This means that a woman whose pool of marriage candidates does not include someone with a college degree has good reason to be cautious about marrying, even if she gets pregnant. If she forgoes investing in her own education or curtails her own work hours, as women frequently do upon marriage, she may end up worse off economically, as well as emotionally, than if she had remained single. Couples in low-income communities now consistently tell researchers that they will not marry until they have achieved enough economic stability to give them a shot at sustaining a lifelong relationship.
So the widening gap between the haves and the have-nots has been paralleled by a widening gap between the "I do's" and the "I do not's." Unfortunately, not being married further exacerbates social inequality because the majority of marriages now involve two wage earners, multiplying the advantage of those who can form stable, committed partnerships and avoid divorce.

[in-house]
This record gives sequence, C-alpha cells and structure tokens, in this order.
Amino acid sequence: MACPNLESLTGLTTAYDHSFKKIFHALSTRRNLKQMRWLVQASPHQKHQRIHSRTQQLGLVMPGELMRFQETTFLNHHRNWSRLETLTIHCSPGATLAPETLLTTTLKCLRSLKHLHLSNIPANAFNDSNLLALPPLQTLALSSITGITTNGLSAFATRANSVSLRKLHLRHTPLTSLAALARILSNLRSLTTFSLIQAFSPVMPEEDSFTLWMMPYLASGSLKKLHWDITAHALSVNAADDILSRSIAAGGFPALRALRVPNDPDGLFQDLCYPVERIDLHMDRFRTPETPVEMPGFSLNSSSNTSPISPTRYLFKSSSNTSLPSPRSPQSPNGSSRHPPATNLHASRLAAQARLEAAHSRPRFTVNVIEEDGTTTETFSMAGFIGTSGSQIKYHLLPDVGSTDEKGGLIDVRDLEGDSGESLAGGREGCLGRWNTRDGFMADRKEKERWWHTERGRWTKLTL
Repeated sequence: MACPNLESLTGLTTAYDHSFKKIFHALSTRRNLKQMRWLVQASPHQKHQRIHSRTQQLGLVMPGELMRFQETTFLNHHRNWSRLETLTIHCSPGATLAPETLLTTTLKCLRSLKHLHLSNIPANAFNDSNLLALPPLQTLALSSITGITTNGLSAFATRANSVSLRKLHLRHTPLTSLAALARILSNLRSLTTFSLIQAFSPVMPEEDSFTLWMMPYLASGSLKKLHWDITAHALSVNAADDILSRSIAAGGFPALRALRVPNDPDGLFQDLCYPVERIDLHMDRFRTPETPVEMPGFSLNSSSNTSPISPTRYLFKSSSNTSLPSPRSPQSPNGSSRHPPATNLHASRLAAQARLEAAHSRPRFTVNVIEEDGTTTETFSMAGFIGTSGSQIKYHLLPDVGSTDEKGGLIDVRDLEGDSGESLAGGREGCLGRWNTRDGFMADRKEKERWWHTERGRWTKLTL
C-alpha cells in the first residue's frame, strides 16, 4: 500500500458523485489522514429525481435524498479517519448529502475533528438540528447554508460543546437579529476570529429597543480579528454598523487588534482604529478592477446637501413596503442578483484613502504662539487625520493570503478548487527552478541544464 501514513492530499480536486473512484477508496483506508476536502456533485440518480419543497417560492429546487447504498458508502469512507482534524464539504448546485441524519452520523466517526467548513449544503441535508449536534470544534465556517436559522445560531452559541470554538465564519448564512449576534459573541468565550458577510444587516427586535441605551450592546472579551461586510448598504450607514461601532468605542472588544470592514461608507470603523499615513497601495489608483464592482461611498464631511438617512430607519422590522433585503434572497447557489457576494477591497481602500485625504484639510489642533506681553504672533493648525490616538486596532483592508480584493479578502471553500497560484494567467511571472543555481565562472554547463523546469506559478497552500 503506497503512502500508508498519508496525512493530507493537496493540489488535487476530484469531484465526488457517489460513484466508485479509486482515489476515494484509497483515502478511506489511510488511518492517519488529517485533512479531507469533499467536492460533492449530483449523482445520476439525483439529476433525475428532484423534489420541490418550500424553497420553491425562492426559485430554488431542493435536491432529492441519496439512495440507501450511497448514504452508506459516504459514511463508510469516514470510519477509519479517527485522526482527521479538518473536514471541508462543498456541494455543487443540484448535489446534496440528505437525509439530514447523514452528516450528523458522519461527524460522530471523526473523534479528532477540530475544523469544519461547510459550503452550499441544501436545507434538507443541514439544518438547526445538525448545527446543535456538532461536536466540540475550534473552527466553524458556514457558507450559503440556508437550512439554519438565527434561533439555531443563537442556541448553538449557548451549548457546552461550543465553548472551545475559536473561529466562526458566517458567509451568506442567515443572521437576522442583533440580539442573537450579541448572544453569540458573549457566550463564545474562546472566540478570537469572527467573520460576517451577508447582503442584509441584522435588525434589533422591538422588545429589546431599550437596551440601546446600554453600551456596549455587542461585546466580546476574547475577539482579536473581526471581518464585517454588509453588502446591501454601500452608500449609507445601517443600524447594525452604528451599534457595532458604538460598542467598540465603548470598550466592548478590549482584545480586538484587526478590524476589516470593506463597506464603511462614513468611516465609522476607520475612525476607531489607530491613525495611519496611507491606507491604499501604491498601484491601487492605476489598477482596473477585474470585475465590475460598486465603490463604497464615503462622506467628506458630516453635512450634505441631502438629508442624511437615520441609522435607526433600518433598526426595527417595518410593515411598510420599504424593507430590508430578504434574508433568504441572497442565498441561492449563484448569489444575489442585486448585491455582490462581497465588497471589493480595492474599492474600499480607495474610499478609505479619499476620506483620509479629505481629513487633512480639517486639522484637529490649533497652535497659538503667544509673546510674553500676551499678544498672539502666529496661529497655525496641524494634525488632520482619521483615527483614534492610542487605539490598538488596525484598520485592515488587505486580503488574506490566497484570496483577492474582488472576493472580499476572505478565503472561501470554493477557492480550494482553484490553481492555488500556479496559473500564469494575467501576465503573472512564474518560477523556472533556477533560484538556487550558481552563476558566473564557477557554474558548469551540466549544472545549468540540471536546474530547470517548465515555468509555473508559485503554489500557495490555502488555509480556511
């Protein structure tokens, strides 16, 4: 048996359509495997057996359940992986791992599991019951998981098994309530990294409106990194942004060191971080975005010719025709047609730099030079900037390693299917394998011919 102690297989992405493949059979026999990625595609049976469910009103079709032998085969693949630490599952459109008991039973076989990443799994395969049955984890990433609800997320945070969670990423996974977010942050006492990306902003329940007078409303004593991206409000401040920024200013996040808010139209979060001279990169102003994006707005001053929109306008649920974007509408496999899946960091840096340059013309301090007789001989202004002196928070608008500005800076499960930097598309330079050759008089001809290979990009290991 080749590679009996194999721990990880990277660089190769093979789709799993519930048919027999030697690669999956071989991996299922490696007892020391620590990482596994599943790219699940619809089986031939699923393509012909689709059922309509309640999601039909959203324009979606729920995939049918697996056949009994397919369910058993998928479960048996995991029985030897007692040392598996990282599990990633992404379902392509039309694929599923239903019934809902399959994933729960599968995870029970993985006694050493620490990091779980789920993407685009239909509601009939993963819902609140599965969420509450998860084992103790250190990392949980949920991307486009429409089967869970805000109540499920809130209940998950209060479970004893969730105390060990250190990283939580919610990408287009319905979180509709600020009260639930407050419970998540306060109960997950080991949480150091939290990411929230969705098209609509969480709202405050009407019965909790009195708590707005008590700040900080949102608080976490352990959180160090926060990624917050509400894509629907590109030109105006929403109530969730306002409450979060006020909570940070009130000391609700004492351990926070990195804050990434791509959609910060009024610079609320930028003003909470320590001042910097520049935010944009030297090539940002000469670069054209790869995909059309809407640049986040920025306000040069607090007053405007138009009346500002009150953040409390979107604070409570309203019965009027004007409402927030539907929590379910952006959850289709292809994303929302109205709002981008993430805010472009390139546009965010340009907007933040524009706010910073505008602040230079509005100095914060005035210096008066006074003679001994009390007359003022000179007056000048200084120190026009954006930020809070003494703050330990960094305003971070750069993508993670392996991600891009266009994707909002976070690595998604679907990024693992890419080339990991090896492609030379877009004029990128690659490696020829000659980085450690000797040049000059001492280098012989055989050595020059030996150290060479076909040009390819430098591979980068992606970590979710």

Marriage isn't disappearing. Most unmarried Americans say they want to eventually marry, and the vast majority will do so. But even in the best of times — which these are not — we're unlikely to see people returning to early and lifelong marriage. That bus left the station a long time ago, and it's been going in the opposite direction ever since.
Stephanie Coontz teaches at Evergreen State College in Olympia, Wash., and is director of research at the Council on Contemporary Families. Her most recent book is "A Strange Stirring: The Feminine Mystique and American Women at the Dawn of the 1960s."